Halloween is over, but our gaming special week is just about to begin. If you’re wondering what happened to the counting method of 2013 (as Costume Quest being Day 8), just remember that this wasn’t really the eighth day of gaming, but the first one. Confused? You’ll figure it out. Until then, what better way to get into the horror mood than digging out some classics?
Mature storytelling wasn’t really that prevalent with more comedy-focused games by Sierra and LucasArts back in the days. But Jane Jensen (as former co-designer of King’s Quest VI) finally brought point-and-click mystery adventure game Gabriel Knight: Sins of the Fathers to the table and changed the genre forever.
Gabriel Knight (PC)
(USA 1993, developer/publisher: Sierra On-Line (defunct), platform: PC)
Antiquarian bookstore owner and aspiring author Gabriel Knight finds himself in a triangle of love and murder with a voodoo sect in New Orleans.
Cinema in gameplay form
The plot might be reminiscent of the voodoo mystery thriller Angel Heart, which is no surprise, because Jane Jensen herself said the movie was a big influence. But the way the story is told and how the characters interact is still impressive today. Sure, there are some clichéd and not so subtle relationship/love changes between Gabriel and Malia Gedde, a woman who is involved in the voodoo plot. However, the writing is generally very good and the characters are believable. Each chapter/day has enough surprises to keep them player going, making him feel as part of a thriller with mystery and horror elements.
The way the story and characters develop is also handled quite well. Gabriel coming to grips with his past, his relationship with bookstore employee Grace Nakimura, and the unraveling of the voodoo murders go hand in hand, providing an incentive to keep on playing or rather experiencing a cinematic-like story. The different endings are a nice touch as well, although it only depends on one specific decision and, taking the sequel into account, only one outcome makes sense.
Historical theory and investigative practice
There is also an emphasis on historical background knowledge about voodoo that permeates the game. This feeding of information is usually well interwoven with the story, e.g. when listening to a lecture at a university after following the lead to a professor or hearing from a museum owner about the different kinds of voodoo practices, its roots, and subsequent commercialization. Unfortunately, at times the overload of information turns the game into history lesson, even if it adds to the realism.
However, it’s the mix of investigation and puzzle solving that makes the title so memorable and different from its peers. The pacing is excellent due to new leads the player has to follow and therefore daily new challenges he has to face. The only problem is that there are few clues about where to go next or when something changes, one usually has to rely on the old trial & error method, going about the many locations of New Orleans.
The same holds true for the puzzles which are very obscure and downright frustrating at times, e.g. when one has to decode drum messages and then create one’s own sentences, which can be extremely hard with so many word combinations. There are also a couple of unfair death sequences resulting from awkward controls and not enough time to react. Some speed problems with newer PCs are also annoying, making certain scenes or events buggy to play. Two dead ends are unnecessary as well, even if these issues aren’t as prevalent as in previous Sierra titles.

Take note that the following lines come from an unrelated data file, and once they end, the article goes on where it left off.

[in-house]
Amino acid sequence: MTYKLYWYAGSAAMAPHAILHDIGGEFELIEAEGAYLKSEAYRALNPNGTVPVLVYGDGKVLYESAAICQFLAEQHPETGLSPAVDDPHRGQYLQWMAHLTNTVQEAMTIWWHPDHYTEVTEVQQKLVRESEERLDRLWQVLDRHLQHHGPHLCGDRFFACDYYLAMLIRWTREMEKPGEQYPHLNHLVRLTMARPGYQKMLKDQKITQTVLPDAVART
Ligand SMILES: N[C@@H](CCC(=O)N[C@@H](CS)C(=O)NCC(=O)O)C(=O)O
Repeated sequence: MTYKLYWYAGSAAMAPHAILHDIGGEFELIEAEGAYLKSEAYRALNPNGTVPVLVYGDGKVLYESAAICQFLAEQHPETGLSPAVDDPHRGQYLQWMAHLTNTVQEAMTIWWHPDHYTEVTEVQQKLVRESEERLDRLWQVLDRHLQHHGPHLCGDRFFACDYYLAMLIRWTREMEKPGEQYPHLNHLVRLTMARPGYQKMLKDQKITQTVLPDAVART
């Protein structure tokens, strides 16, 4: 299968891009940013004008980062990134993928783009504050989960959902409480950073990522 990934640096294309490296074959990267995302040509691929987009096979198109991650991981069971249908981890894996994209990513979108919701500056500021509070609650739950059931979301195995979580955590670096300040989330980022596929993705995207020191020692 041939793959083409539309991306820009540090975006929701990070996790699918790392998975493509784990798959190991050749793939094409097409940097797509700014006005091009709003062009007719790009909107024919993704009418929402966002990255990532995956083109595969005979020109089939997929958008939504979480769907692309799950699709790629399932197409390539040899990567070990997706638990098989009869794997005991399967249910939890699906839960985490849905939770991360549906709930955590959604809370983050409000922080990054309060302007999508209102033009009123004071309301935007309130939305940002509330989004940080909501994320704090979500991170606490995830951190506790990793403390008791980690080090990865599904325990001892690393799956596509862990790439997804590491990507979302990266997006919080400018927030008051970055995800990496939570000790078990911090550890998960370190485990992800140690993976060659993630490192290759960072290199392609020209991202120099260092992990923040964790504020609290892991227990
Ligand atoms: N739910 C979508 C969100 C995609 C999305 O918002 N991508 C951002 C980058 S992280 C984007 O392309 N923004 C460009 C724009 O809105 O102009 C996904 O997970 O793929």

The look and sound of New Orleans
Technically, the game shows its age despite some nicely drawn backgrounds. The main problem of the pixel art is that many important objects are difficult to make out. While the character portraits show attention to detail, the characters themselves often look a bit silly with their few animations, especially in more dramatic scenes. However, the cutscenes and the comic-book style in key parts of the game are still aesthetically pleasing.
Special mention has to go to the soundtrack and voice acting. The score fits the individual situations perfectly with either melancholic piano tunes, instrumental band music, or faster midi tracks. The main theme in particular is very catchy and memorable despite the low sound quality. The voice cast is quite impressive, considering that talents like Mark Hamill (Star Wars), Michael Dorn (Star Trek), and even Tim Curry (Rocky Horror Picture Show) reprising the role of the titular hero, give the game an even more cinematic feel. Unfortunately the narrator can be very annoying with her strong Southern accent and drawn out sentences, so it’s a good thing that she can be turned off. The rest of the voice actors do their job quite well, although some dialogue scenes could have been shorter and less exaggerated.
A classic or dusty piece of gaming history?
Gabriel Knight is considered to be a true classic of the point-and-click genre. As it’s always the case with these nostalgic assumptions, looking at it from today’s perspective, there are some problems, e.g. pixel hunting as well as abstract and sometimes due to its linearity even nonsensical puzzles
But despite these technical problems, the game remains an example of engaging storytelling with memorable characters and varied gameplay. Even if it can’t hide the fact that influences of cinema show the same clichés and overacting in certain scenes, Sierra’s title is a testament to the possibilities of mature gaming long before today’s Heavy Rain, The Walking Dead, or Life Is Strange brought it to non-gamers.
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